History and examination
As even mild eczema can be associated with severe morbidity a comprehensive history and examination is important (box 2). In children a full immunisation history should be taken as vaccinations such as mumps, measles, and rubella and pertussis may have been omitted without good reason. It is also important to take a dietary history as parents of children with atopic eczema often experiment with dietary restriction.9
Box 1 Diagnostic criteria for atopic eczema
An itchy skin condition (or report of scratching or rubbing in a child)
Plus three or more of the following:
History of itchiness in skin creases such as folds of the elbows, behind the knees, fronts of ankles, or around neck (or the cheeks in children under 4 years)
History of asthma or hay fever (or history of atopic disease in a first degree relative in children under 4 years)
General dry skin in the past year
Visible flexural eczema (or eczema affecting the cheeks or forehead and outer limbs in children under 4 years)
Onset in the first two years of life (not always diagnostic in children under 4 years)
The extent, location, and severity of eczema should be noted. Bacterial infection is suggested by the presence of crusting or weeping. Grouped, punched out erosions, or less often vesiculation, generally indicate infection with herpes simplex (fig 2). Children with chronic severe eczema should have their weight and height measured regularly.
So far no data have shown any benefit from routine estimation of the total serum IgE concentration or identification of specific IgE antibodies to common allergens such as house dust mite, pollens, or food mix using skin prick testing or the radioallergosorbant test (RAST). These tests are unable to predict the outcome of avoiding appropriate antigens.10 In addition, 15% of apparently healthy people have raised IgE titres while 20% of patients with clear clinical evidence of atopic eczema do not have raised IgE titres or a positive radioallergosorbant test.11 In older patients in whom there is diagnostic difficulty, measuring total serum IgE may sometimes be useful.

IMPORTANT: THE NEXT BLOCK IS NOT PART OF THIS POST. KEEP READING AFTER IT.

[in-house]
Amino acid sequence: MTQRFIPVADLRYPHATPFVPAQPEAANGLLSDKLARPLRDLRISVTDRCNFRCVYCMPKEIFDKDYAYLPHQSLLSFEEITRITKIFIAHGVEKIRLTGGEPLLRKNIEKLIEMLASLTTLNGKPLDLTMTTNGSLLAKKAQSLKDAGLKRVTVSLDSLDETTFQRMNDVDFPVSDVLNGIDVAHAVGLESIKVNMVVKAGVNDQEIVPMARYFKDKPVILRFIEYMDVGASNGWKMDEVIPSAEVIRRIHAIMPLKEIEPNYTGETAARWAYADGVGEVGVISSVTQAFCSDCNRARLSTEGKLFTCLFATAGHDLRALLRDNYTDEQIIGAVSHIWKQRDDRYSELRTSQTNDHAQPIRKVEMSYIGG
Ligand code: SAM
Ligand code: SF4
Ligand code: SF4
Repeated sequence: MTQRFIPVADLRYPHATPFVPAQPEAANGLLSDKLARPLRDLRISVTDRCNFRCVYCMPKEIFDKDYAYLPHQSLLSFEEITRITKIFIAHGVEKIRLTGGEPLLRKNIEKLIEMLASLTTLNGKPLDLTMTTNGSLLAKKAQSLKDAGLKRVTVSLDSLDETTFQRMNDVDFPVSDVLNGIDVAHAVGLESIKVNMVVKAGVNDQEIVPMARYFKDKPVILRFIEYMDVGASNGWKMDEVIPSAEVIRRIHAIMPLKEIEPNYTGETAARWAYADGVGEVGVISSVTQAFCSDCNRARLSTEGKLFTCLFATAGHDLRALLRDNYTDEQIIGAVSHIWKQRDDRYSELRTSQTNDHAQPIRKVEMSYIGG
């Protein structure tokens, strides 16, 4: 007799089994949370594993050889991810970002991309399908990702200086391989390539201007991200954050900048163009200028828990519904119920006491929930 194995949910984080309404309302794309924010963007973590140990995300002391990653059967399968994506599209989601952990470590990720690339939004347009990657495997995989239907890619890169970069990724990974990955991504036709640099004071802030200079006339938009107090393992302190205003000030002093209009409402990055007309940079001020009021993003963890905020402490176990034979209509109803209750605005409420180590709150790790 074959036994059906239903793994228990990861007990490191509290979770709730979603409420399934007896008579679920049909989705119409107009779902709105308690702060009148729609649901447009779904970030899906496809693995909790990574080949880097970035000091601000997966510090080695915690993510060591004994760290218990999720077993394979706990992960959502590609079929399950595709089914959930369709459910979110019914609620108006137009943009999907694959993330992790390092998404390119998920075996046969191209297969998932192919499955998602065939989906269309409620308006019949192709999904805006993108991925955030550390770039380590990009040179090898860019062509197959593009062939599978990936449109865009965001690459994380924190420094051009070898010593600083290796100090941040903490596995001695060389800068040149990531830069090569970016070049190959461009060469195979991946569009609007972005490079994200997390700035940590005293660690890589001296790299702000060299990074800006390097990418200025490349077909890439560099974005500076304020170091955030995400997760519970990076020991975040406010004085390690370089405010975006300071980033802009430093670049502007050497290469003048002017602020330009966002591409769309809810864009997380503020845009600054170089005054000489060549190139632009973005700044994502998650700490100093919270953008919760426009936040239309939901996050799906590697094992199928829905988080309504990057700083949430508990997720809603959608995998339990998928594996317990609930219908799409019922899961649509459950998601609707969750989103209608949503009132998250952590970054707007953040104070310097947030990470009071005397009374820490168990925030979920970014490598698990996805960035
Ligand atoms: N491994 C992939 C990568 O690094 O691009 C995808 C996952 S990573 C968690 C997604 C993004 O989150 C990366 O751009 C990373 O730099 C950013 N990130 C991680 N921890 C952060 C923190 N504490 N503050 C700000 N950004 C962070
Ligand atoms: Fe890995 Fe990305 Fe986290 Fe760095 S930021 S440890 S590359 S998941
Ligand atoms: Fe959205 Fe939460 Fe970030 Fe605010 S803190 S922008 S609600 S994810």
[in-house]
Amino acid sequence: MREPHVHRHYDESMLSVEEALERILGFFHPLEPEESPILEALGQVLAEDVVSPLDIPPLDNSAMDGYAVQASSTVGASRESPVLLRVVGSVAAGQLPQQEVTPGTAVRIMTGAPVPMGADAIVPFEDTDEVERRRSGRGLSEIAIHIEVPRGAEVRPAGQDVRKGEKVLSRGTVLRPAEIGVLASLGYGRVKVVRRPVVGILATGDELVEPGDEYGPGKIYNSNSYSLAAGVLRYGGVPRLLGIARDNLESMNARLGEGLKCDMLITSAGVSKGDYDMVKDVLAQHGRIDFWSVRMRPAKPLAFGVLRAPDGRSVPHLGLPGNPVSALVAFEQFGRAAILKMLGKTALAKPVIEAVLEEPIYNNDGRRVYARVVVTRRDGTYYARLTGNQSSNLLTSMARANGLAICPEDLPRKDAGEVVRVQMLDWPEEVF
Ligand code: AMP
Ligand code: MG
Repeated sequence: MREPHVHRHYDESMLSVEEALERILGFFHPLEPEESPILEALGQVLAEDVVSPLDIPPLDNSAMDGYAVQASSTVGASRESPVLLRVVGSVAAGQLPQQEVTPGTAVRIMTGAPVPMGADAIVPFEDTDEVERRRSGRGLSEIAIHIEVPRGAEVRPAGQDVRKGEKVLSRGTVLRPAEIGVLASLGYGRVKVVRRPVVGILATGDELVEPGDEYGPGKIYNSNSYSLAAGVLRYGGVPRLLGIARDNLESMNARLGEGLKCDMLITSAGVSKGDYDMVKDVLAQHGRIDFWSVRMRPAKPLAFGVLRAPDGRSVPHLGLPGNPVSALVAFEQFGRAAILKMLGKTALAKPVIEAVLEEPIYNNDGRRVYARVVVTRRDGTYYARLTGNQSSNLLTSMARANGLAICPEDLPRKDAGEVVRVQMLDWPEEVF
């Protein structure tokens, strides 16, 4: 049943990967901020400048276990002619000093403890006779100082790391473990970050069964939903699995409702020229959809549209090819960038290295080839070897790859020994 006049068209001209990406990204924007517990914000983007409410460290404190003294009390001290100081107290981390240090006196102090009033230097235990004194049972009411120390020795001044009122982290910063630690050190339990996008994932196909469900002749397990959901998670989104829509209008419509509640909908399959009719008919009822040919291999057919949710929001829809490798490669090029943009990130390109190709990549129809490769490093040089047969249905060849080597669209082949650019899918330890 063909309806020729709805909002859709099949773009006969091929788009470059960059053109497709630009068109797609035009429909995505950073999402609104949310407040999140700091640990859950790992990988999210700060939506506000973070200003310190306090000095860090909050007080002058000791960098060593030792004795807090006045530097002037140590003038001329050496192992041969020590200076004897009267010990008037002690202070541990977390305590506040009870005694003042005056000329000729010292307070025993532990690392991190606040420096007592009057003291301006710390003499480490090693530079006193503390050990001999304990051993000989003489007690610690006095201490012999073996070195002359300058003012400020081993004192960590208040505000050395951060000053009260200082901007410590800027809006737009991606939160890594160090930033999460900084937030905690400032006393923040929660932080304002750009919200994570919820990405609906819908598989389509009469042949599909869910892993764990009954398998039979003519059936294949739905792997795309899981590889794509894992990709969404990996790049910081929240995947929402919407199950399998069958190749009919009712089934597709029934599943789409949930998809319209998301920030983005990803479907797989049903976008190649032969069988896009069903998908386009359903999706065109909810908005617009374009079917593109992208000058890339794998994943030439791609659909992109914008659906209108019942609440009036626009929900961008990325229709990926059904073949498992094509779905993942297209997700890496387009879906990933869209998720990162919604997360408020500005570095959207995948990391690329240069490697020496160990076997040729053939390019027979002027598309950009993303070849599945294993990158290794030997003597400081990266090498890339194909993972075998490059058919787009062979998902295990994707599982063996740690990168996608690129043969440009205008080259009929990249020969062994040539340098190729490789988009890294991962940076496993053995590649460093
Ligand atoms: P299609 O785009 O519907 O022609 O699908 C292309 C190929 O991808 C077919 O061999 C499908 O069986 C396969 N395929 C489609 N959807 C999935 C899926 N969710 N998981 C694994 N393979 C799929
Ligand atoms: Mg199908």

Deterioration in patients with previously stable or mild atopic eczema may be due to secondary bacterial or viral infection or to development of contact dermatitis. Bacteriological swabs are not routinely indicated but may be necessary if patients do not respond to treatment in order to identify antibiotic resistant strains of Staphylococcus aureus and detect additional streptococcal infection. If herpes simplex infection is suspected swabs should be sent for virological screening and a smear sent for electron microscopy if this service is available.
Patch testing should be considered not only in patients whose condition has deteriorated but also in those who seem unresponsive to treatment as sensitisation to topical treatments, including steroids, have been reported in atopic eczema.12
First line treatment
EXPLANATION AND DISCUSSION
One of the most important aspects in the management of atopic eczema is to allow adequate time for explanation and discussion. Explanation and education regarding the application of topical preparations and the quantity to use is essential. A practice or clinic nurse should demonstrate how to apply the treatment, and patients should be given written information to reinforce the issues discussed. The information should be factual, non-controversial, and available in different languages. The National Eczema Society is an excellent source of information and support for patients and their families. Adolescents should be advised to choose careers in which exposure to irritants is unlikely.